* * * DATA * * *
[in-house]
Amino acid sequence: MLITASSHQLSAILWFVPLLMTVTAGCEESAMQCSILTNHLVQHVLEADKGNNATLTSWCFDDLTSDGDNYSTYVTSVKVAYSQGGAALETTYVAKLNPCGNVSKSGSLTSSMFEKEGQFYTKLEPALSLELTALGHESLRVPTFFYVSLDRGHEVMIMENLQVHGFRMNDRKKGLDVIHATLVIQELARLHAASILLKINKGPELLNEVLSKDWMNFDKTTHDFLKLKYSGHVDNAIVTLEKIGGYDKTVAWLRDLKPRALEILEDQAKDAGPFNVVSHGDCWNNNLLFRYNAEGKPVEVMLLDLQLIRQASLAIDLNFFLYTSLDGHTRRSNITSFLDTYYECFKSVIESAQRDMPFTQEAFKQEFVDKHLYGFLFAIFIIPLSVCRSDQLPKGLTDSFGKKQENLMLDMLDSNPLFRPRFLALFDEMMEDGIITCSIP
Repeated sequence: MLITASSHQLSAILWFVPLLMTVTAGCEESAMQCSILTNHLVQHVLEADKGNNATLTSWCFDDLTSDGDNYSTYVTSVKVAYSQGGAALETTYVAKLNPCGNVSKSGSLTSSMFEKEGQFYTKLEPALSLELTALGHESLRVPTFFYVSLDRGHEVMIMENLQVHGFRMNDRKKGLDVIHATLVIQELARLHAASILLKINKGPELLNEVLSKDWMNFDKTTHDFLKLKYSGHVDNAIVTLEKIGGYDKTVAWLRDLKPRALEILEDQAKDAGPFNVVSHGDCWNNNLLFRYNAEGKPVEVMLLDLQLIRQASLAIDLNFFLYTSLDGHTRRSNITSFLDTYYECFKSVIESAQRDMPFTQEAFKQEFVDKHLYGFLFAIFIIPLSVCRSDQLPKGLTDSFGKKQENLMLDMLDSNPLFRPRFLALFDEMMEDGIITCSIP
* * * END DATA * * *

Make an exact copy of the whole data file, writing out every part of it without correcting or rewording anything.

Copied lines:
[in-house]
Amino acid sequence: MLITASSHQLSAILWFVPLLMTVTAGCEESAMQCSILTNHLVQHVLEADKGNNATLTSWCFDDLTSDGDNYSTYVTSVKVAYSQGGAALETTYVAKLNPCGNVSKSGSLTSSMFEKEGQFYTKLEPALSLELTALGHESLRVPTFFYVSLDRGHEVMIMENLQVHGFRMNDRKKGLDVIHATLVIQELARLHAASILLKINKGPELLNEVLSKDWMNFDKTTHDFLKLKYSGHVDNAIVTLEKIGGYDKTVAWLRDLKPRALEILEDQAKDAGPFNVVSHGDCWNNNLLFRYNAEGKPVEVMLLDLQLIRQASLAIDLNFFLYTSLDGHTRRSNITSFLDTYYECFKSVIESAQRDMPFTQEAFKQEFVDKHLYGFLFAIFIIPLSVCRSDQLPKGLTDSFGKKQENLMLDMLDSNPLFRPRFLALFDEMMEDGIITCSIP
Repeated sequence: MLITASSHQLSAILWFVPLLMTVTAGCEESAMQCSILTNHLVQHVLEADKGNNATLTSWCFDDLTSDGDNYSTYVTSVKVAYSQGGAALETTYVAKLNPCGNVSKSGSLTSSMFEKEGQFYTKLEPALSLELTALGHESLRVPTFFYVSLDRGHEVMIMENLQVHGFRMNDRKKGLDVIHATLVIQELARLHAASILLKINKGPELLNEVLSKDWMNFDKTTHDFLKLKYSGHVDNAIVTLEKIGGYDKTVAWLRDLKPRALEILEDQAKDAGPFNVVSHGDCWNNNLLFRYNAEGKPVEVMLLDLQLIRQASLAIDLNFFLYTSLDGHTRRSNITSFLDTYYECFKSVIESAQRDMPFTQEAFKQEFVDKHLYGFLFAIFIIPLSVCRSDQLPKGLTDSFGKKQENLMLDMLDSNPLFRPRFLALFDEMMEDGIITCSIP